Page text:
The debt ceiling issue has dominated almost all facets of the news this week, to the point where I am even pondering weighing in on Monday with my thoughts (which are not what you are hearing from left or right). When in Rome.... I was able to eek out some other news amidst the hysteria, however, so I have something to share today for those of you seeking relief from the debt discussion. Just skip to the third item -- the rest is debt ceiling free.
Enjoy this week's news:
- I'm sure every reporter out there is looking for an original angle on the debt ceiling issue so I knew it was only a matter of time before the housing market was brought into the fold. National Public Radio had this simplistic take on how the "debt drama could be another blow to housing," as if "housing" were some poverty-stricken child with leukemia whose dog just got ran over. In reality, "housing" personified would be the meth addict coming down from a monster high, injecting whatever they can get their hands on to avoid facing reality. No matter what happens with the debt ceiling, the U.S. should have high interest rates because, in a real market, interest rates reflect the supply/demand of money. We are a nation of debtors, not savers, and interest rates should be much higher to reflect that reality. The only reason they are not is the meth handed out by the Federal Reserve and the U.S. Treasury. Poor housing.
Right now, interest rates are low, and that means the government can borrow money cheaply to finance its huge debt load. Likewise, many home buyers can get low mortgage rates, which is a rare bright spot for the beaten down housing market.
"Rates are unbelievable, they've been unbelievable for a while," says Patrick Fortin, who runs Century 21 Commonwealth in Boston. "It's a huge factor, it's kept the market from being in much worse shape."
- Usually when pundits or politicians talk about needing more infrastructure spending, I immediately assume they are mindlessly ill-informed. Our nation is awash in infrastructure, most of it having very low productivity. The last thing we need is more of the same. However, this article in the Atlantic by Michael Mandel questioned the standard orthodoxy in regards to the type of infrastructure we should be building. He's close enough to the Strong Towns message that I believe we could have an intelligent conversation on the issue.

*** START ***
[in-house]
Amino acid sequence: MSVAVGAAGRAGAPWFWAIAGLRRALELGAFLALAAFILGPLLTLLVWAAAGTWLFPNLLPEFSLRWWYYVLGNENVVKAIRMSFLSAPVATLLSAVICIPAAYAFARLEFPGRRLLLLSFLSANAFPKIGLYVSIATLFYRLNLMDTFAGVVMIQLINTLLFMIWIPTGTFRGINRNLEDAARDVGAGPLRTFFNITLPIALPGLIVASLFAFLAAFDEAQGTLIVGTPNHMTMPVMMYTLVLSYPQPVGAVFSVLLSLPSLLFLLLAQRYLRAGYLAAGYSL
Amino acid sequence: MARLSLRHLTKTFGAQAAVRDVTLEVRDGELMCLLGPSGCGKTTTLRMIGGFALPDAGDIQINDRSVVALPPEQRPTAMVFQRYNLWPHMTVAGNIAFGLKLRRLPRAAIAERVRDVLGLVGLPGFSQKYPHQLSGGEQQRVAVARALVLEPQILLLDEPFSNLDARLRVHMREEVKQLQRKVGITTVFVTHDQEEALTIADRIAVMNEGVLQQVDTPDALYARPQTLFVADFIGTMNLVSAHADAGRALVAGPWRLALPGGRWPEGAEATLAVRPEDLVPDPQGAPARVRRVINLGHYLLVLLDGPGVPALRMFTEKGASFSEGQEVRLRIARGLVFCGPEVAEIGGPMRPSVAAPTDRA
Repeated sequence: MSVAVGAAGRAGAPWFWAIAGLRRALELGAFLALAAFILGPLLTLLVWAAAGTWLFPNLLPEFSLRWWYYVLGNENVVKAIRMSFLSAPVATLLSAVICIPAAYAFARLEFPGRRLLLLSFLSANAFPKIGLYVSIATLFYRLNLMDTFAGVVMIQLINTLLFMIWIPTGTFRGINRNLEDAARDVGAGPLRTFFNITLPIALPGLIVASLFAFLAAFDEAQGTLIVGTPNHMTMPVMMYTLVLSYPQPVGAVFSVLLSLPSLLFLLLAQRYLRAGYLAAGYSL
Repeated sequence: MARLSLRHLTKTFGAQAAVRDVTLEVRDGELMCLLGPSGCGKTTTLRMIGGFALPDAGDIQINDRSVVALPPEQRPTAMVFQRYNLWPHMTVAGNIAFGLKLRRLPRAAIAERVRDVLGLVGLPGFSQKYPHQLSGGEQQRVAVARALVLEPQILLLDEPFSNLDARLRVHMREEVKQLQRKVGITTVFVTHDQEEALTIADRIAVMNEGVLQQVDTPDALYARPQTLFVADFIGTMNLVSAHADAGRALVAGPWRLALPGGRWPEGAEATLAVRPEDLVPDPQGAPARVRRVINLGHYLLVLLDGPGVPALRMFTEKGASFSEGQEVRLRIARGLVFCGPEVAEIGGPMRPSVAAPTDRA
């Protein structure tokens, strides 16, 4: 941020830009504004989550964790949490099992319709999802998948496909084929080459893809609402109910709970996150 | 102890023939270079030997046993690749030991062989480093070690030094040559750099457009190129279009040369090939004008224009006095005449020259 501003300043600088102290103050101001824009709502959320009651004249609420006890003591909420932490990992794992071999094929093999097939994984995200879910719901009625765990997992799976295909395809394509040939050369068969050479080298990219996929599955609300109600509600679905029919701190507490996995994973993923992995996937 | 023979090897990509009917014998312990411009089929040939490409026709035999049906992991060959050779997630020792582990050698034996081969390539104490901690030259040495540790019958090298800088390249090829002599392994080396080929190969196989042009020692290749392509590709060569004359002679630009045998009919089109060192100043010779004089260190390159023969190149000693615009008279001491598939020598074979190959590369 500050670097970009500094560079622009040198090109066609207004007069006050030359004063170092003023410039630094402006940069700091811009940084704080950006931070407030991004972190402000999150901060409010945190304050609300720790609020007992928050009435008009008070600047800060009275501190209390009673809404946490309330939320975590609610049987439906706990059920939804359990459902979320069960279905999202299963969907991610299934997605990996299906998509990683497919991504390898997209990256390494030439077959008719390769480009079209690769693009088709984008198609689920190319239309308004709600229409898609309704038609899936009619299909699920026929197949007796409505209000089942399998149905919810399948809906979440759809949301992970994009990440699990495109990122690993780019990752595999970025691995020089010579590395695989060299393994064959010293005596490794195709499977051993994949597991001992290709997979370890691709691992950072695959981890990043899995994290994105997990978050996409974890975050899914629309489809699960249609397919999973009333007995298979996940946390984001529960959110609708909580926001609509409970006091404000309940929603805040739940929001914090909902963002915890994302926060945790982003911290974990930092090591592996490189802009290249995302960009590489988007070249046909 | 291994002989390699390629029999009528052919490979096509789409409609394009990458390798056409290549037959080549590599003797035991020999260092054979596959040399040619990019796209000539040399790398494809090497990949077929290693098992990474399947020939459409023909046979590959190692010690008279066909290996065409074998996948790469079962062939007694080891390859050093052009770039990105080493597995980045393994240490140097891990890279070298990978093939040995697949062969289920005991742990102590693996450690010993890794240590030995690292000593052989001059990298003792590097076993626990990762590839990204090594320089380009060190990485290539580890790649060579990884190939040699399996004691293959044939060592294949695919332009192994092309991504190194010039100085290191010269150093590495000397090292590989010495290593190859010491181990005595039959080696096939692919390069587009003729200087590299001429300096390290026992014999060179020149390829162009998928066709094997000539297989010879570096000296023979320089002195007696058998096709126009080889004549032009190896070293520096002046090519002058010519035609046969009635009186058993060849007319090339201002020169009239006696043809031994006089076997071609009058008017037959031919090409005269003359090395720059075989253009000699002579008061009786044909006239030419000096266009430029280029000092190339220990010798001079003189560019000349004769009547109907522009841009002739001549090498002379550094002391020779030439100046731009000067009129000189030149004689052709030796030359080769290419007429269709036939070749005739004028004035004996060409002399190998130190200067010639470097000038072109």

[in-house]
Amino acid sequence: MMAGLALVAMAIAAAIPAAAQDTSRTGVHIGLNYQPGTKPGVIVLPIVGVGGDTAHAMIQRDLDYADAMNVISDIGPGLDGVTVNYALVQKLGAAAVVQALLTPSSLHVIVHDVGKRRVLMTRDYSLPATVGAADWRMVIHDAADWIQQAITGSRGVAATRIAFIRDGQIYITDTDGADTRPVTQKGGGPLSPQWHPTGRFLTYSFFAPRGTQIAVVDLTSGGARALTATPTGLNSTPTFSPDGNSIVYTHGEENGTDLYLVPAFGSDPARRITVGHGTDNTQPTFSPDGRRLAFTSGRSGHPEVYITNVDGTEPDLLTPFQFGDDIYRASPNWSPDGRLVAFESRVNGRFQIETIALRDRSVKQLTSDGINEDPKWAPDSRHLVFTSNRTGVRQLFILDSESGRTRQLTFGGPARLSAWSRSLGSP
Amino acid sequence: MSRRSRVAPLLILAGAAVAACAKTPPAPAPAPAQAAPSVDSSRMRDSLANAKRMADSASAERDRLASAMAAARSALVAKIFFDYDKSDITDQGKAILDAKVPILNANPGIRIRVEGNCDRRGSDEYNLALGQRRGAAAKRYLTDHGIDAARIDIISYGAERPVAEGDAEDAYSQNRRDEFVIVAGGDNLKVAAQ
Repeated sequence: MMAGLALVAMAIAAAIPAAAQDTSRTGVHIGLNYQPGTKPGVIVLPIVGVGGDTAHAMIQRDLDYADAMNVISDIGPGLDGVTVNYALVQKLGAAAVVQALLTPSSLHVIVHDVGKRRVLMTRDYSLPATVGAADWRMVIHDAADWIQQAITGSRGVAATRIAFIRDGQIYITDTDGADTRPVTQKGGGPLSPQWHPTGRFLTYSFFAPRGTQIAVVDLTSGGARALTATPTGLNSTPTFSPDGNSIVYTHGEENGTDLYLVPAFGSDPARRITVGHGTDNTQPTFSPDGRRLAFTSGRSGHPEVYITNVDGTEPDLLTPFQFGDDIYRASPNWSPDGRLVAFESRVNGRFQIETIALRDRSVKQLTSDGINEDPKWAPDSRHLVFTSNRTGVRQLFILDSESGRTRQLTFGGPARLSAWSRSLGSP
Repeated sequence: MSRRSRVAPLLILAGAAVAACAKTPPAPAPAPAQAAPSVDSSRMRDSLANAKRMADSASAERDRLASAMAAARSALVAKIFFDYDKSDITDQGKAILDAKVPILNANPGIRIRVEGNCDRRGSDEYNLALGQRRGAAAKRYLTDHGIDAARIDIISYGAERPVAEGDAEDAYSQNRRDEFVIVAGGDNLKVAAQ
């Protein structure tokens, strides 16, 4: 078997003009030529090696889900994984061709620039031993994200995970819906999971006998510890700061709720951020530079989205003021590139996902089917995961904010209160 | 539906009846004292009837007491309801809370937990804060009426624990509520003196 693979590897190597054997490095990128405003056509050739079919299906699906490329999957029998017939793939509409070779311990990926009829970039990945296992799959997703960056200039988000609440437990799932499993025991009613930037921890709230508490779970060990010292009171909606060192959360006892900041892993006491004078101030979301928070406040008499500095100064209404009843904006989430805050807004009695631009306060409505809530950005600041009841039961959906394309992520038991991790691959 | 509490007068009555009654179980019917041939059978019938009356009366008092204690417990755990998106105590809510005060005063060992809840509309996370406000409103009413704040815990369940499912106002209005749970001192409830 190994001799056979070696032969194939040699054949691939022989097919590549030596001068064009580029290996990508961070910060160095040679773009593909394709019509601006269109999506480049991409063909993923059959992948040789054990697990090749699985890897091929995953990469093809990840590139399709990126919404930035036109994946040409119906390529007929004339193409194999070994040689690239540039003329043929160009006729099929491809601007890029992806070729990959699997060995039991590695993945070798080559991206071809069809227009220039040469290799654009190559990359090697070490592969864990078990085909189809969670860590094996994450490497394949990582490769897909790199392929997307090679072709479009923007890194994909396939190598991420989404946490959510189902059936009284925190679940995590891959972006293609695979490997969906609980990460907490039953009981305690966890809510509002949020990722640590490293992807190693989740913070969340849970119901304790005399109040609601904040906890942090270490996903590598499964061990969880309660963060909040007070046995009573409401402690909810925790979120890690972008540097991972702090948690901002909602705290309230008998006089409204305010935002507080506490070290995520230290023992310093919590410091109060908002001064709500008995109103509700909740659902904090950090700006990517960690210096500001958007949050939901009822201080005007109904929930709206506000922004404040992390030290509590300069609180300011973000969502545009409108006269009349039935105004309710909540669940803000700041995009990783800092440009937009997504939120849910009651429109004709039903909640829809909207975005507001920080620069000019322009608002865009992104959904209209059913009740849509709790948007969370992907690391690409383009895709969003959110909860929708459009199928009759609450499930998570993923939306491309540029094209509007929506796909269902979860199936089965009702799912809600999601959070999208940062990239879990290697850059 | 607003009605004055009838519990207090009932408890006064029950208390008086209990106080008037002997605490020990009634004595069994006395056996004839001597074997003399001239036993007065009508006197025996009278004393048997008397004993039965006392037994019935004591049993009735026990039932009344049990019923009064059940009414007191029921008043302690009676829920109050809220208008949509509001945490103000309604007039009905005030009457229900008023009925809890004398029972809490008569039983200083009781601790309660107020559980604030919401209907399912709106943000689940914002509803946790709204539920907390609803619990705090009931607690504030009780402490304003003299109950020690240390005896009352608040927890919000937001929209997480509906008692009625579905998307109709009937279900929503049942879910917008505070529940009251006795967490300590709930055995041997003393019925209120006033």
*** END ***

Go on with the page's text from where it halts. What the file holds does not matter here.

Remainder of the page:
The big question is: Do we want to build roads, bridges, harbors and airports to support the current consumption- and import-oriented economy? Or should we focus infrastructure spending to encourage the shift to a more sustainable production- and export- oriented economy?
Should we spend scarce resources on improving road links to a regional shopping mall? Or should we place top priority on infrastructure improvements that might entice foreign firms to locate manufacturing facilities in the U.S.? These are tough questions to answer.
- After our post on Monday about drunk driving in America, I ran across this article on the same problem in China. It sounds like they have a better chance of dealing with the problem than we do, especially here in Minnesota where 4,000 cases are on hold pending a ruling on the validity of some police gear.
With the number of cars on Chinese roads tripling in the past five years, the government has begun a crackdown on drunken driving, imposing stiff prison sentences. Those convicted can get six months of jail time and fines, plus lose their license for five years. Local dial-a-chauffeur services reap the benefits.
- The city of Stillwater, MN, is a great little town from a visitor standpoint -- at least the historic part of it that has some character, not the Anywhere USA part they have built around it -- but the more I learn about the place the more diseased they seem to me. The amount of money these guys are chasing around, and the amount of time and resources spent doing it, is staggering. It is kind of sad, really, because they could of had so much if they just had a different perspective on life.